by Tim Brunson, PhD
Strangely enough one of the most profound discoveries came not from a neuroscientist, but a Canadian psychologist. In 1949, Donald Hebb, PhD, was trying to explain how neurons reacted to an animal's experience. His focus was on learning and memory. He noted (Begley, 2007) that when a presynaptic neuron's firing changed, the postsynaptic neuron changed as well. This simultaneous response led to the phrase, "Cells that fire together, wire together." The significance of this came from the realization that patterns of synaptic firing followed perceptions and thoughts.
When the same input was received, the same firing patterns occurred. What Hebb's research detected was that the continued firing of the same networks of neurons resulted in their connections becoming stronger. Also, neural networks that were related to the input became denser. Conversely, networks that were not used (i.e. fired less frequently) tended to thin out and become dormant. While this observation, which became known as Hebbian Learning – and synonymous with the phrase "use it or lose it" – does not necessarily represent a reorganization of cortical functioning, it is symbolic in that it represents the brain's ability to physically change due to its environment or thought inputs. [Hebbian Learning is also a major concept used by computer programmers who seek to write artificial intelligence (AI) programs, which replicate biological neural networks. (Rao & Rao, 1995)]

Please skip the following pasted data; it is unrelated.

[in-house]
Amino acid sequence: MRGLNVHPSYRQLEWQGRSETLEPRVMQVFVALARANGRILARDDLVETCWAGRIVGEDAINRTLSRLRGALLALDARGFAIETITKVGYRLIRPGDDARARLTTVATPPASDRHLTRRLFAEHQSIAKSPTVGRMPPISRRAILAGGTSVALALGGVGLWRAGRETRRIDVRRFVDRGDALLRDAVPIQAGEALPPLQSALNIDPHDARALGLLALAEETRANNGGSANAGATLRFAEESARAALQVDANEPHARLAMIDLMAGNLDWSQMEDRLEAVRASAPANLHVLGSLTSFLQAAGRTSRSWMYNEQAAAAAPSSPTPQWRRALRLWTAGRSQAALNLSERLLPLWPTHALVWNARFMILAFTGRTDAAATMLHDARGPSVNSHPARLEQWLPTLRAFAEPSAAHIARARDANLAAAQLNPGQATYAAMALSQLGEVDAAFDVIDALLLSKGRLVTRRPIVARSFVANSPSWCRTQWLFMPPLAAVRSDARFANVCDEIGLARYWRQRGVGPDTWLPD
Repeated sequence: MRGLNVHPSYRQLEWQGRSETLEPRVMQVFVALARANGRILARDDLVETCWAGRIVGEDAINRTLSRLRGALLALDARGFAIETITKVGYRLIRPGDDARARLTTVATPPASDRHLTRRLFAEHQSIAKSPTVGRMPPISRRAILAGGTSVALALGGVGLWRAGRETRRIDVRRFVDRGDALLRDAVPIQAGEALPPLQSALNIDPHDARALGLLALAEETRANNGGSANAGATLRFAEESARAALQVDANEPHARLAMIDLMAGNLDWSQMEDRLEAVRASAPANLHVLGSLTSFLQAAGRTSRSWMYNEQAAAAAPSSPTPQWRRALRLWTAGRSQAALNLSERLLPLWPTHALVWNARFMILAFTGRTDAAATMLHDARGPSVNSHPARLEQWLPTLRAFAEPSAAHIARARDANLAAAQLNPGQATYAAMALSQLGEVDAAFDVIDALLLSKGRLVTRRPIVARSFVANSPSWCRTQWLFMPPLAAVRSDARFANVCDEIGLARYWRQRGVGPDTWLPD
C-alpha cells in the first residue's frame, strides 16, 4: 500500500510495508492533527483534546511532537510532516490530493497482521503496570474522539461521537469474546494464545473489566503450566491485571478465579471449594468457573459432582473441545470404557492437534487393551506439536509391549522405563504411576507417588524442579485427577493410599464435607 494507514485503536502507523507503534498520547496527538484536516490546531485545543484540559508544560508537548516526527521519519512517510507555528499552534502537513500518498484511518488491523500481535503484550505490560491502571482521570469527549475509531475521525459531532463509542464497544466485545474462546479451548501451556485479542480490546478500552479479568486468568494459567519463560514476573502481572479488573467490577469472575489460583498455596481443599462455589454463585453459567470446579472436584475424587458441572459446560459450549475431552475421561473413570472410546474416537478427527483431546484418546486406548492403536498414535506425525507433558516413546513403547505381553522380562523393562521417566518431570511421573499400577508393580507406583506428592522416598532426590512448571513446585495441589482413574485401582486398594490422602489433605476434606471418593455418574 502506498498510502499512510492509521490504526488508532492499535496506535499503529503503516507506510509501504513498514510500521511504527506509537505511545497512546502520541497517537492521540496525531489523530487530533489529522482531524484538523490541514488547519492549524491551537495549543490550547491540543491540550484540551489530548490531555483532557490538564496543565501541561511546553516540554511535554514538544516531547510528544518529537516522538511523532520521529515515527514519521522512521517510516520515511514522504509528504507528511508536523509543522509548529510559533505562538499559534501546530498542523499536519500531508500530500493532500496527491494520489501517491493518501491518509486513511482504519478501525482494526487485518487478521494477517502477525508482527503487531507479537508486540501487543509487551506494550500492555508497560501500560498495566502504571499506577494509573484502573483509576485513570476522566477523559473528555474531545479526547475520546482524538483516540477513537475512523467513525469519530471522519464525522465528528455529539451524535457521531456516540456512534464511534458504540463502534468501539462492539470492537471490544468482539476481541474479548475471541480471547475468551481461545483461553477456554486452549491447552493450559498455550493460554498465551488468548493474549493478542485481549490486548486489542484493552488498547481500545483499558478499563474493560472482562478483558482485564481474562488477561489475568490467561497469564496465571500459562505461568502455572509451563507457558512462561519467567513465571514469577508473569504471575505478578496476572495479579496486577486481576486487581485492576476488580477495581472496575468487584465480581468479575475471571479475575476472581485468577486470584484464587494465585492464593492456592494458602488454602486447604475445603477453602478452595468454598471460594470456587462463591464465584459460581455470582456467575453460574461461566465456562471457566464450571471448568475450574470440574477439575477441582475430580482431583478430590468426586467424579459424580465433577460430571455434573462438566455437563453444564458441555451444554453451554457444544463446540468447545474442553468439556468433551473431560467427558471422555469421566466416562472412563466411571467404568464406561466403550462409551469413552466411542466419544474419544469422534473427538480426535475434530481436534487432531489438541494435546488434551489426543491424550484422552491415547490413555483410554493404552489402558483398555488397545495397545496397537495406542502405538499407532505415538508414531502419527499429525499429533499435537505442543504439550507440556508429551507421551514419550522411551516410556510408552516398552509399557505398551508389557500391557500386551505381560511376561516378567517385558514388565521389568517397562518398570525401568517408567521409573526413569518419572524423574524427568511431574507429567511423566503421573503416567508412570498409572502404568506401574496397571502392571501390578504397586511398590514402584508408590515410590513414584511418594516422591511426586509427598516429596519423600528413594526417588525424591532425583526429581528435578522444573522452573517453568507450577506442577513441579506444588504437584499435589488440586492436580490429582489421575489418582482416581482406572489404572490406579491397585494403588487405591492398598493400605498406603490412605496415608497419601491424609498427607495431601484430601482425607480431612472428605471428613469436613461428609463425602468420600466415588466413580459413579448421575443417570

The International Hypnosis Research Institute is a member supported project involving integrative health care specialists from around the world. We provide information and educational resources to clinicians. Dr. Brunson is the author of over 150 self-help and clinical CD's and MP3's.
Begley, S. (2007). Train Your Mind, Change Your Brain: How a New Science Reveals Out Extraordinary Potential to Transform Ourselves. New Your: Ballantine Books.
Rao, V. B. & Rao, H. V. (1995). C++ Neural Networks & Fuzzy Logic. (2nd ed.) New York: MIS:Press.
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